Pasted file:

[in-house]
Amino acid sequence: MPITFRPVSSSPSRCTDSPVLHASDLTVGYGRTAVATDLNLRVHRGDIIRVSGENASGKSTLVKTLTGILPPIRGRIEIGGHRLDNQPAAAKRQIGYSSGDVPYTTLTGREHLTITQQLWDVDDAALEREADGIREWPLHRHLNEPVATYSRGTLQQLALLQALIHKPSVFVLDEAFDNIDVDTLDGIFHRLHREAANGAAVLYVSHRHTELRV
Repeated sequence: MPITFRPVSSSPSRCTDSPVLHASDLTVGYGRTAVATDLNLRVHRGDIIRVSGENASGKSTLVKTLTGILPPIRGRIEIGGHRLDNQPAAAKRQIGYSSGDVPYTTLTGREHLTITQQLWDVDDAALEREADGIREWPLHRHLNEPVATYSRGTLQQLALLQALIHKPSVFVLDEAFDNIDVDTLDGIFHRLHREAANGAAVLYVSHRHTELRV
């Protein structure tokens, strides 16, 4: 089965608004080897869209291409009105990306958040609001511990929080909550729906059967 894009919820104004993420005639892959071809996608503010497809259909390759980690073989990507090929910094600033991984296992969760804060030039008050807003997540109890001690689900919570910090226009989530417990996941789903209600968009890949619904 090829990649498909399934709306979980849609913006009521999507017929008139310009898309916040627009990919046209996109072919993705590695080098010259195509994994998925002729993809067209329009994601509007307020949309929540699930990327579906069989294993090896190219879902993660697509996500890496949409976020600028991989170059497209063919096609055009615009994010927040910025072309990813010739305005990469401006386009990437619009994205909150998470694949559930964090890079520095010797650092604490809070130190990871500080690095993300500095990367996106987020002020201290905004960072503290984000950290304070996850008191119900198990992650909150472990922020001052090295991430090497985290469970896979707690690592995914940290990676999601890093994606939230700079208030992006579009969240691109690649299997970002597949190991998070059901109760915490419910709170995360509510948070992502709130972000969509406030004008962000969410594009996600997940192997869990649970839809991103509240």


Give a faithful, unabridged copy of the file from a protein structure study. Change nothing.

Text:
[in-house]
Amino acid sequence: MPITFRPVSSSPSRCTDSPVLHASDLTVGYGRTAVATDLNLRVHRGDIIRVSGENASGKSTLVKTLTGILPPIRGRIEIGGHRLDNQPAAAKRQIGYSSGDVPYTTLTGREHLTITQQLWDVDDAALEREADGIREWPLHRHLNEPVATYSRGTLQQLALLQALIHKPSVFVLDEAFDNIDVDTLDGIFHRLHREAANGAAVLYVSHRHTELRV
Repeated sequence: MPITFRPVSSSPSRCTDSPVLHASDLTVGYGRTAVATDLNLRVHRGDIIRVSGENASGKSTLVKTLTGILPPIRGRIEIGGHRLDNQPAAAKRQIGYSSGDVPYTTLTGREHLTITQQLWDVDDAALEREADGIREWPLHRHLNEPVATYSRGTLQQLALLQALIHKPSVFVLDEAFDNIDVDTLDGIFHRLHREAANGAAVLYVSHRHTELRV
């Protein structure tokens, strides 16, 4: 089965608004080897869209291409009105990306958040609001511990929080909550729906059967 894009919820104004993420005639892959071809996608503010497809259909390759980690073989990507090929910094600033991984296992969760804060030039008050807003997540109890001690689900919570910090226009989530417990996941789903209600968009890949619904 090829990649498909399934709306979980849609913006009521999507017929008139310009898309916040627009990919046209996109072919993705590695080098010259195509994994998925002729993809067209329009994601509007307020949309929540699930990327579906069989294993090896190219879902993660697509996500890496949409976020600028991989170059497209063919096609055009615009994010927040910025072309990813010739305005990469401006386009990437619009994205909150998470694949559930964090890079520095010797650092604490809070130190990871500080690095993300500095990367996106987020002020201290905004960072503290984000950290304070996850008191119900198990992650909150472990922020001052090295991430090497985290469970896979707690690592995914940290990676999601890093994606939230700079208030992006579009969240691109690649299997970002597949190991998070059901109760915490419910709170995360509510948070992502709130972000969509406030004008962000969410594009996600997940192997869990649970839809991103509240």